Dad’s eyes were bloodshot. He blamed it all on the dust.
“It’s brought up a lot of stuff.” He said, pushing the vacuum cleaner faster around the old, now empty room.
The paint was darker in places. I could see where the bookshelf used to be. The sofa had left dents in the carpet too. Dad kept going over those bits with the vacuum cleaner, hoping it would suck the carpet back into its old shape.
“Just leave it Dad,” I said, “It’ll never be like it was.”
Dad kicked the vacuum cleaner off and pushed past me mumbling.
I followed him downstairs and into the kitchen. All the appliances were lined up against one wall. A coffee maker, toaster and blender sat on the floor like a breakfast-making production line. They used to sit that way on the side.
Dad pulled on a pair of rubber gloves, struggling to get his fingers all the way to the end. I leant against the doorframe and watched him scrub the sides with disinfectant. He held the bottle up to the light, read the label and then poured the emerald chemical neat, directly onto the sponge.
The smell was unbearable, abrasive, erasing.
“You could help.” Dad said like he used to when I was a kid.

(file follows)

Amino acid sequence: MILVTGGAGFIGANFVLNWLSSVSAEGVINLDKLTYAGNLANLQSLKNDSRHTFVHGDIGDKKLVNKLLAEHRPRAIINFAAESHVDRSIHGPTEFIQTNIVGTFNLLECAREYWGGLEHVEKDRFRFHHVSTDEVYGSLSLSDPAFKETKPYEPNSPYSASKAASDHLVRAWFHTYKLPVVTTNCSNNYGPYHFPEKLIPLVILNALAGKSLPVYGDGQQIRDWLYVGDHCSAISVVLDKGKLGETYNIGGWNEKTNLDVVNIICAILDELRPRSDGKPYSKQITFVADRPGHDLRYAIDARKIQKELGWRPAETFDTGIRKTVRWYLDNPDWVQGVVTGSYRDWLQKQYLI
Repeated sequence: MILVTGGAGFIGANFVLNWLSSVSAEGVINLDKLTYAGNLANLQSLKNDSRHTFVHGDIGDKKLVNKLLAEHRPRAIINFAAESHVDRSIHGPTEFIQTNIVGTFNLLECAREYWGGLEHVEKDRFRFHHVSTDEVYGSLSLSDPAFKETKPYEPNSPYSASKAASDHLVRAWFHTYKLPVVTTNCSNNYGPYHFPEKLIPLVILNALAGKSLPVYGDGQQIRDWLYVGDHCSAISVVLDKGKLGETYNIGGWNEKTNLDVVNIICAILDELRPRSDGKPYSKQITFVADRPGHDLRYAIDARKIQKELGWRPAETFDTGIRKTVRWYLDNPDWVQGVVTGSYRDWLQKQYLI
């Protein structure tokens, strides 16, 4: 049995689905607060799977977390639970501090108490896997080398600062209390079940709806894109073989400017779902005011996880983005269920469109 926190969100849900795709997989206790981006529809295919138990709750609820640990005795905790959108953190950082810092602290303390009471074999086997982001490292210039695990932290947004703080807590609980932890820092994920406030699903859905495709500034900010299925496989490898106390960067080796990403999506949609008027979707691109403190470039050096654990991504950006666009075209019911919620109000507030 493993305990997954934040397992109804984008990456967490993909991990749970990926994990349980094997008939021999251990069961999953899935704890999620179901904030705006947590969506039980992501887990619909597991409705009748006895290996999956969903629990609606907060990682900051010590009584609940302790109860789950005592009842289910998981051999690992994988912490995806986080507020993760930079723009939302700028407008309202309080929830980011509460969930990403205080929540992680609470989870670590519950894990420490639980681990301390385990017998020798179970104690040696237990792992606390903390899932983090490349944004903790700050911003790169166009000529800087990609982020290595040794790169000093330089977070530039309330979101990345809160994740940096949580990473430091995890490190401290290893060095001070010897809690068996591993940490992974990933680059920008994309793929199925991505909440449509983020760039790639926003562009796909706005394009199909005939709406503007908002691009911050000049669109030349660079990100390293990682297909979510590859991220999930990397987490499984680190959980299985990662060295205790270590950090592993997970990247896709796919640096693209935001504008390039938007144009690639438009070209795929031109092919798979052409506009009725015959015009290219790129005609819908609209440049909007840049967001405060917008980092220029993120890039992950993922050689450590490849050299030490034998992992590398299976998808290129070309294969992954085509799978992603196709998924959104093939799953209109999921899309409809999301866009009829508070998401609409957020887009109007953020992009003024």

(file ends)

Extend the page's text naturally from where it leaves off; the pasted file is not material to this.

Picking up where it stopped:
“I can’t do that Dad.”
“Then you can go.” He said without looking up from the sponge.
“I can’t do that either.”
Dad sighed and stopped scrubbing. I thought I saw a tear well up in his eye. He’d blame it on the chemical if I mentioned it. I didn’t. I took in the moment, a silent testimonial and evidence to the fact that despite his behaviour, he wasn’t all right.
He knew that all the disinfectant in the house wouldn’t erase her from these walls.
Seeing that he knew, made me start to believe it too. I walked over to the sink and pulled on a pair of rubber gloves.
I stood next to my Dad. He looked at me, without saying anything, for what felt like an entire minute. It was as close to a hug as he could manage.
Dad pulled off one of the gloves and rubbed his eyes.
“God Damn chemicals.” He said.